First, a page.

The double Nobel Prize winning physicist and chemist Marie Curie made a significant contribution to the fields of scientific research. Among her many achievements are the discovery of radium and polonium, and ground-breaking treatments for cancer. Her pioneering medical work went on to save the lives of millions of people worldwide, and her legacy lives on through the Marie Curie charity, which provides invaluable nursing and hospice care for terminally ill patients. We celebrate the long legacy of this remarkable scientist with a series of key facts about her life and achievements.
Marie Curie Was Born in Warsaw, Poland
Marie Curie was born as Maria Sklodowska on 7 November 1867, the youngest of five children. Her parents were both school teachers who lived a simple, modest life. As a young woman Marie became a governess, a role which gave her the opportunity to read and study, as well as bringing an additional income into the family home.
She Studied in Paris
Marie Curie’s older sister had moved to Paris, and when Marie was old enough her sister offered her a place to stay in the City of Lights. In Paris, Marie gained entry to the Sorbonne University, where she studied physics and math. While she was a student Marie met the Parisian scientist Pierre Curie, and they got married in 1895. Following her marriage, she changed her name from Maria to the French Marie.
Marie Curie and Her Husband Discovered Polonium
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In the years that followed Marie worked closely alongside her husband at the School of Chemistry and Physics in Paris. Together they made a series of ground-breaking discoveries. One of their key interests was the study of the invisible rays emanating from uranium, which had been discovered by Professor Henri Becquerel. He showed how these rays could pass through solid matter, and caused sparks of electricity. Through this field of research Marie uncovered the discovery of a new chemical element which they named polonium.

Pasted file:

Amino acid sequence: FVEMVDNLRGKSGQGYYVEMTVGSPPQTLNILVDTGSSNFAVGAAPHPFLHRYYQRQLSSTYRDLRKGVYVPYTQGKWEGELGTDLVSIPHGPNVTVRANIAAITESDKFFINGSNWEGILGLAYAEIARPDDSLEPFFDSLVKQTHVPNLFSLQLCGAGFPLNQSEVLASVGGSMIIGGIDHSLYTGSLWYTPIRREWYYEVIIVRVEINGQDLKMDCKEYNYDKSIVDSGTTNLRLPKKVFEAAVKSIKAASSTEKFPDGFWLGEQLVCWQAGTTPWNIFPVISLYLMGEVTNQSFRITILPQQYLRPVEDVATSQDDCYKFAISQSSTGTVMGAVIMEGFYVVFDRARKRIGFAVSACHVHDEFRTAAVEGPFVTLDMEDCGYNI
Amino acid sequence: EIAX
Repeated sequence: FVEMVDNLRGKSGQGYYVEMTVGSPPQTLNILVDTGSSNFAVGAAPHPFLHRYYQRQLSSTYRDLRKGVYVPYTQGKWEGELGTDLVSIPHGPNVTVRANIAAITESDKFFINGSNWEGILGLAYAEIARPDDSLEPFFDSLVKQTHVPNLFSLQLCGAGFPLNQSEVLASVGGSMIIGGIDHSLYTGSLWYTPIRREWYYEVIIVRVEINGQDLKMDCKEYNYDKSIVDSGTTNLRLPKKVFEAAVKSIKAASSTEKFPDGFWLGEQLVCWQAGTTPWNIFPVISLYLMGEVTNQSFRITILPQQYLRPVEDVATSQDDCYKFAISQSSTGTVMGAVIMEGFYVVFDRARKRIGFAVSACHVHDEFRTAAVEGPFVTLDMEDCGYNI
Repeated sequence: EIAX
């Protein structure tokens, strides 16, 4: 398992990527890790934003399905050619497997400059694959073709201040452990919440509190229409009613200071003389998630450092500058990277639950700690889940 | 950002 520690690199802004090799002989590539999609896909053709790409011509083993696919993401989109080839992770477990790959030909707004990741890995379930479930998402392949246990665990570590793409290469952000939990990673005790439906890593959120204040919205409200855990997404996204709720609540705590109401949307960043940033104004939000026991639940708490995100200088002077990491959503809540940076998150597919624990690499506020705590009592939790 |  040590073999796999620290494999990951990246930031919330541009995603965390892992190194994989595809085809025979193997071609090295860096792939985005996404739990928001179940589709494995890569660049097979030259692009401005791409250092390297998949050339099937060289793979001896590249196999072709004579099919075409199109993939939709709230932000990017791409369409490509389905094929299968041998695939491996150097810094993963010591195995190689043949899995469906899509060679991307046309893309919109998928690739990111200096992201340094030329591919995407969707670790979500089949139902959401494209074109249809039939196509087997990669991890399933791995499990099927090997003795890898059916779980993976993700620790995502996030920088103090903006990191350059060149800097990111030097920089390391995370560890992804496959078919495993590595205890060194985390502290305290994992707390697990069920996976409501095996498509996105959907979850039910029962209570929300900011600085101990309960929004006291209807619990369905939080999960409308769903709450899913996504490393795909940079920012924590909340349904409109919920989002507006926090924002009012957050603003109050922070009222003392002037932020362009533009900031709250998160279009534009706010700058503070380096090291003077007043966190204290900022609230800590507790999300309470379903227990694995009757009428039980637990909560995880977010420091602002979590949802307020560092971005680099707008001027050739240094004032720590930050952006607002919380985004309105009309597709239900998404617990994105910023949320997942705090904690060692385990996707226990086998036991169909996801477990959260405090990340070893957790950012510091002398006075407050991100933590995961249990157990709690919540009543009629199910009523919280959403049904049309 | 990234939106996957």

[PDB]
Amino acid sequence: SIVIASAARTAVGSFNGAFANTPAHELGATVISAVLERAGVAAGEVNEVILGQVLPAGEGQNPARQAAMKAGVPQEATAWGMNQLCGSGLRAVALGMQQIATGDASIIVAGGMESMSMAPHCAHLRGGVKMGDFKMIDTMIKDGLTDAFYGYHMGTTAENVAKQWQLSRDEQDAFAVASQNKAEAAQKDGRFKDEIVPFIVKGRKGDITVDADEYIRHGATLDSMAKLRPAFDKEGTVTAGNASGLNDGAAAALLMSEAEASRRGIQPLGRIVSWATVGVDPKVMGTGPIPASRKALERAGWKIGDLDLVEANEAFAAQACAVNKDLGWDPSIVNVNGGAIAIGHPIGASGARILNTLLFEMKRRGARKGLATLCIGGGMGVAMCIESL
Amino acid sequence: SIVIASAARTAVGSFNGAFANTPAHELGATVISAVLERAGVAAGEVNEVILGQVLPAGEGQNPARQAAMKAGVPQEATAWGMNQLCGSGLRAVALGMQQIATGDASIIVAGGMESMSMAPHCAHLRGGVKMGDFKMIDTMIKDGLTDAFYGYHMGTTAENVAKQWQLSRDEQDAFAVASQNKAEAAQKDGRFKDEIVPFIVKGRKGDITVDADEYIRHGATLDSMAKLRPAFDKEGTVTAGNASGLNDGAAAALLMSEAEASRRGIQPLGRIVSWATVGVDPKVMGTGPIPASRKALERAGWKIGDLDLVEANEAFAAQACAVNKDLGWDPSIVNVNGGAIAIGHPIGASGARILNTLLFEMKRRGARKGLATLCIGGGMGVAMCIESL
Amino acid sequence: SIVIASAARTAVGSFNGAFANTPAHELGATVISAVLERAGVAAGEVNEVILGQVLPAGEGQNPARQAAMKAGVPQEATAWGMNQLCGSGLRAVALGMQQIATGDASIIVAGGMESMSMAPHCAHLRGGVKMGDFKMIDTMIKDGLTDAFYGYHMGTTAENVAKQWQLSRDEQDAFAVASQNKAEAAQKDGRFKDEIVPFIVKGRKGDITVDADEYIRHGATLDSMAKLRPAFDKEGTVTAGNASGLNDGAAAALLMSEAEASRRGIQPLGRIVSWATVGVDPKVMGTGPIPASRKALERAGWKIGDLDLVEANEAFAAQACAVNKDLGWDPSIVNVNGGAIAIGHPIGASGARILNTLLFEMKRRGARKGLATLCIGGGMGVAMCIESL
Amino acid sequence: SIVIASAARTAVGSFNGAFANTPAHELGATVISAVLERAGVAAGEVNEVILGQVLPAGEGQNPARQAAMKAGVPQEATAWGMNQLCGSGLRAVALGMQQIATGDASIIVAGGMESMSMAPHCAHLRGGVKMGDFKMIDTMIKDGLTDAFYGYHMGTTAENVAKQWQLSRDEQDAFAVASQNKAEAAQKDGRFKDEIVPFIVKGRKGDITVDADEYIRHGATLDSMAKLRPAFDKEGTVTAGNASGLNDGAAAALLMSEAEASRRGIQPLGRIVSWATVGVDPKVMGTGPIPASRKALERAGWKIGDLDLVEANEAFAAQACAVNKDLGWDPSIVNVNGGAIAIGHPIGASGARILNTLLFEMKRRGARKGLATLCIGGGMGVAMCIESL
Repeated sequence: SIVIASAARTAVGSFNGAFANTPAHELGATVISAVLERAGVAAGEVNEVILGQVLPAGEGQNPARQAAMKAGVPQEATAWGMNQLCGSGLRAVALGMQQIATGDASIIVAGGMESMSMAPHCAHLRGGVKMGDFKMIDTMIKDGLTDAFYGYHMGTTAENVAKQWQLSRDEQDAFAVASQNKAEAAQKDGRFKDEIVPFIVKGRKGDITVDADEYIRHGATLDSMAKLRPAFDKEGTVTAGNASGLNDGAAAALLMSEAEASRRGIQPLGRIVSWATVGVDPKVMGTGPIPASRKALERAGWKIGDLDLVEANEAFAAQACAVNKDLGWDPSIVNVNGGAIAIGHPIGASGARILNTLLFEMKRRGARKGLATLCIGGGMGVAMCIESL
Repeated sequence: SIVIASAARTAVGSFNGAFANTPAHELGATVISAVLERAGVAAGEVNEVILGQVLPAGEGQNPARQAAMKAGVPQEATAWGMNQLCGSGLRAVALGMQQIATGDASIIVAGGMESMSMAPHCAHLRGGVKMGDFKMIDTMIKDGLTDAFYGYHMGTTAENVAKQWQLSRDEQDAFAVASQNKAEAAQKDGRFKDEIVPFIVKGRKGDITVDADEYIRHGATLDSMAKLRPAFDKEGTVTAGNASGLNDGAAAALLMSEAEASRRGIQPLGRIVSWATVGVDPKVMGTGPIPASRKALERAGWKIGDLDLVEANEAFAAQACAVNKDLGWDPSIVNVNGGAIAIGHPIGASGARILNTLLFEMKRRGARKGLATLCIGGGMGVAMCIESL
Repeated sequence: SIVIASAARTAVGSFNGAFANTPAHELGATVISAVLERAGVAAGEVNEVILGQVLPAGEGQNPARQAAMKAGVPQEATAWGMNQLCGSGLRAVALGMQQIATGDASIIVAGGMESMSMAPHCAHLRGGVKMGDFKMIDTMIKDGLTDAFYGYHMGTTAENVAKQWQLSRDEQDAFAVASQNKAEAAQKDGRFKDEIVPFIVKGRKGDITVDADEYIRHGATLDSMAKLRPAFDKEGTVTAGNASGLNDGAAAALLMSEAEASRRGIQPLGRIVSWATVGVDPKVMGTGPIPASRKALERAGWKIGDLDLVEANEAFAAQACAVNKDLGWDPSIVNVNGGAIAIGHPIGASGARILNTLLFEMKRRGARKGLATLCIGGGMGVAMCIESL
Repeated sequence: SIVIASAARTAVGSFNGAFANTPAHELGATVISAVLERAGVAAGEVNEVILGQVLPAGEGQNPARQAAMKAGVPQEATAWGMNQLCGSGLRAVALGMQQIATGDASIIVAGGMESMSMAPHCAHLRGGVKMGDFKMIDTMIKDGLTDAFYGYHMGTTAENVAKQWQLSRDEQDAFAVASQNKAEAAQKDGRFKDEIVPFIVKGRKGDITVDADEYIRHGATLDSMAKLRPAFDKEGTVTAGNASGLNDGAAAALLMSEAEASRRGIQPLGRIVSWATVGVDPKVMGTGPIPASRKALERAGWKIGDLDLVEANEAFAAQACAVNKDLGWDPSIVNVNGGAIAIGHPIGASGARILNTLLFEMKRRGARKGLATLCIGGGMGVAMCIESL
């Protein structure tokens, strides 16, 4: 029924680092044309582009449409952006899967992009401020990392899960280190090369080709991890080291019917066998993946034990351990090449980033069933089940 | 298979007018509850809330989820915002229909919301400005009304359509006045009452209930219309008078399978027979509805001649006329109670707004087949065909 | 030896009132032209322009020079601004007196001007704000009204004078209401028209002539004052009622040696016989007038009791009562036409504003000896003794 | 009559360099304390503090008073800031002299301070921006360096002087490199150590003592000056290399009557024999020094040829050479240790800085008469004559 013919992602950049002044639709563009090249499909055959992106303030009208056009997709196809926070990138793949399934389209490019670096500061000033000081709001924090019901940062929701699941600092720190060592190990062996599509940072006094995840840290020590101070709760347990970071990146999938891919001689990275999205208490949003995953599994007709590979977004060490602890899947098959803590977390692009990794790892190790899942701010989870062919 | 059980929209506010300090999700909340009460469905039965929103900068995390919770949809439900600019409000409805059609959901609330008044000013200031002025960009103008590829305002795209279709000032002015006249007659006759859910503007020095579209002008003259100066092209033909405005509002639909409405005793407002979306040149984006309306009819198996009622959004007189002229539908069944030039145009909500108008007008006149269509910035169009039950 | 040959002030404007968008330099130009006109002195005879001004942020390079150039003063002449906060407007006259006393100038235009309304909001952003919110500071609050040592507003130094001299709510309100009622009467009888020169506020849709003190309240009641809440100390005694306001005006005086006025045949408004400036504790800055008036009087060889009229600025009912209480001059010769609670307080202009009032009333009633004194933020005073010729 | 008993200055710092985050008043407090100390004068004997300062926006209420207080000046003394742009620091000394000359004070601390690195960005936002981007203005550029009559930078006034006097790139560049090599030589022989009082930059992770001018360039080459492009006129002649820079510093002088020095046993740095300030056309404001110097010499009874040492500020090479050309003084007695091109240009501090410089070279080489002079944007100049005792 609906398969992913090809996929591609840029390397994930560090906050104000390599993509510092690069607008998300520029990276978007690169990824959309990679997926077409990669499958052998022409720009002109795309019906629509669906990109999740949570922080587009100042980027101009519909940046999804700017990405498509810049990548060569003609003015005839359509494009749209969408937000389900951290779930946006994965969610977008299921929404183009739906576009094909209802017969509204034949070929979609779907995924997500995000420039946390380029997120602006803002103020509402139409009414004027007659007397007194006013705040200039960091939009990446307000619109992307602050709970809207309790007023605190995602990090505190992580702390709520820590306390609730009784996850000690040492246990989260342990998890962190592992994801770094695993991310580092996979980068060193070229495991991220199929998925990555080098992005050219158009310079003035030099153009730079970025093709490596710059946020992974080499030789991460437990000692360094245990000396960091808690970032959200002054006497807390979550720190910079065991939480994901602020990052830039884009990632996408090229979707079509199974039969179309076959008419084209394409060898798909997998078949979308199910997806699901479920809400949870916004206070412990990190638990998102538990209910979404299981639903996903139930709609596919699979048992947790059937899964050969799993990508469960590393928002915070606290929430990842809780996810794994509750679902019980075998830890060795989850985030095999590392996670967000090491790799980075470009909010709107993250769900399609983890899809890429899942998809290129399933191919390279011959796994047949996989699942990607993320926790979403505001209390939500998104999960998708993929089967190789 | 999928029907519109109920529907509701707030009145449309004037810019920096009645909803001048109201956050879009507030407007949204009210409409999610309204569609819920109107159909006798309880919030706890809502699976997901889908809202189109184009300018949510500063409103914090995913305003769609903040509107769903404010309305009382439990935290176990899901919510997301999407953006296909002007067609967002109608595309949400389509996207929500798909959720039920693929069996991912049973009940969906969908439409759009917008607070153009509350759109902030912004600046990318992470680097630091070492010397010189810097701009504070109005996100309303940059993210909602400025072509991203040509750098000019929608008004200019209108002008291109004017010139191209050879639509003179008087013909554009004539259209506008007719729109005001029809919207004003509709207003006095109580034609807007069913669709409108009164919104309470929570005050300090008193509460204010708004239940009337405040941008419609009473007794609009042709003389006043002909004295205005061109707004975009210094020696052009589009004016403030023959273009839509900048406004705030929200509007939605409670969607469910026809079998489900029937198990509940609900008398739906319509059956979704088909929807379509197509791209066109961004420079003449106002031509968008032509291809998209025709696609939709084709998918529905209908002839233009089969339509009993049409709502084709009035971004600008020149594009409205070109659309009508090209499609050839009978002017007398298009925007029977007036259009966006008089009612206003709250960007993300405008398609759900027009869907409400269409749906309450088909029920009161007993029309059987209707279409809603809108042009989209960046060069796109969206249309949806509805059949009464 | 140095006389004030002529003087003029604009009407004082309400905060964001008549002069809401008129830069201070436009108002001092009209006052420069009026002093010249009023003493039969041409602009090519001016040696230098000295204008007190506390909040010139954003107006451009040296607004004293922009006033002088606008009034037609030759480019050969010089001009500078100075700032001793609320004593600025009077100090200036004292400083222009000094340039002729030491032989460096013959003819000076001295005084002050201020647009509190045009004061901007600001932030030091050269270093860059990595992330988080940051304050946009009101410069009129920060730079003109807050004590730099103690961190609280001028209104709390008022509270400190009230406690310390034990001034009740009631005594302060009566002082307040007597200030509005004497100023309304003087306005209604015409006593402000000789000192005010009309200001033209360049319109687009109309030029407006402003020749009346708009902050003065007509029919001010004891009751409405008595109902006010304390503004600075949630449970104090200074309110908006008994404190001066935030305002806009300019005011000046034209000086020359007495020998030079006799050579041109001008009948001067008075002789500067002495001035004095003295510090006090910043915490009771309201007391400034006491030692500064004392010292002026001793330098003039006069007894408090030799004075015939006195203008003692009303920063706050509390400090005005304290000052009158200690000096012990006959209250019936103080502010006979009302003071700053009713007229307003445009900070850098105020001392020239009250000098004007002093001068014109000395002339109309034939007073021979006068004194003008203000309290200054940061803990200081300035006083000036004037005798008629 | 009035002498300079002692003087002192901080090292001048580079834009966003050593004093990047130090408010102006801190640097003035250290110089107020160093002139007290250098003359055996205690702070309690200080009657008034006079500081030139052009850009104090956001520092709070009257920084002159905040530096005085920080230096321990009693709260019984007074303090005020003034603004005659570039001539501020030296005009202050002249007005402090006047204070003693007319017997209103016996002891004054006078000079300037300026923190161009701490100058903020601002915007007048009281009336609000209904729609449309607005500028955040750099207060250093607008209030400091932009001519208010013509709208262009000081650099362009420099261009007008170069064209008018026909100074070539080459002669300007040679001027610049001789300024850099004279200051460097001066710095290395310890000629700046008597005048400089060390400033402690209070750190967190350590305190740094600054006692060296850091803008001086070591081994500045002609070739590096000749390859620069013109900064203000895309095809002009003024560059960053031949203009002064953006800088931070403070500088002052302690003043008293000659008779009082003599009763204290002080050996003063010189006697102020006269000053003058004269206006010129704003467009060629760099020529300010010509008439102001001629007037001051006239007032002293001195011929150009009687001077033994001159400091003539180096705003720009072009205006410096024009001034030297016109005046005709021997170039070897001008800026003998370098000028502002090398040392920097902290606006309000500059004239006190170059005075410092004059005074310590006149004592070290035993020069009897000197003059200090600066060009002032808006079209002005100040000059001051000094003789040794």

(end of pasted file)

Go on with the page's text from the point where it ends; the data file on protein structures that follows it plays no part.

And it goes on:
They Also Discovered Radium
While carrying out their research into polonium, the Curies discovered another, far more radioactive element which they called radium. While the research they carried out on the properties of radium was historically profound, they also subjected themselves to bouts of severe radiation sickness, unaware of how harmful the radioactive substances they were handling could be.
She Won a Nobel Prize with Her Husband in 1903
In 1903 the Curies were jointly awarded the Nobel Prize for Physics, for discovering new elements and the many properties of radioactivity. Marie Curie earned her doctorate thesis in Physics in the same year. Sadly, Curie’s husband Pierre was killed during a road accident. Ever the determined character, Curie continued their radical research alone, and went on to take his place as a professor at the Sorbonne.
Marie Curie Was Awarded a Second Nobel Prize in 1911
In 1911, Marie Curie earned another Nobel Prize, this time in chemistry, for her revolutionary discoveries in creating ways of studying radioactivity. She was the very first woman to be presented with the prestigious award. The Sorbonne subsequently established its own radium institute with two laboratories. In one, Marie Curie led a research team who studied radioactivity. In the other, scientists carried out cancer treatment research.
She Played a Significant Role in World War I
During World War I, Curie created small x-ray units called “Petite Curies” for examining injuries out in the field. She also became the director of the Red Cross Radiological Service, where she worked alongside her grown up daughter Irene at studying and treating soldier’s injuries. Amazingly, the model for the Petite Curies is not so different from the x-ray machines used by hospitals and research centers today.
A Hospital Was Named After Her in 1930
After the war Curie continued to carry out her pioneering scientific research, scooping up a series of awards and honorary degrees, and earning a widespread reputation as a world-leading scientist. In 1930, the Marie Curie Hospital in London was named after her. Staffed entirely by women, the hospital led the treatment of female cancers using radiology. Sadly, the hospital was destroyed in 1944 by a bomb during World War II. Later the hospital was re-established as the Marie Curie charity that continues its vital support for people suffering with cancer and other forms of terminal illness in the UK.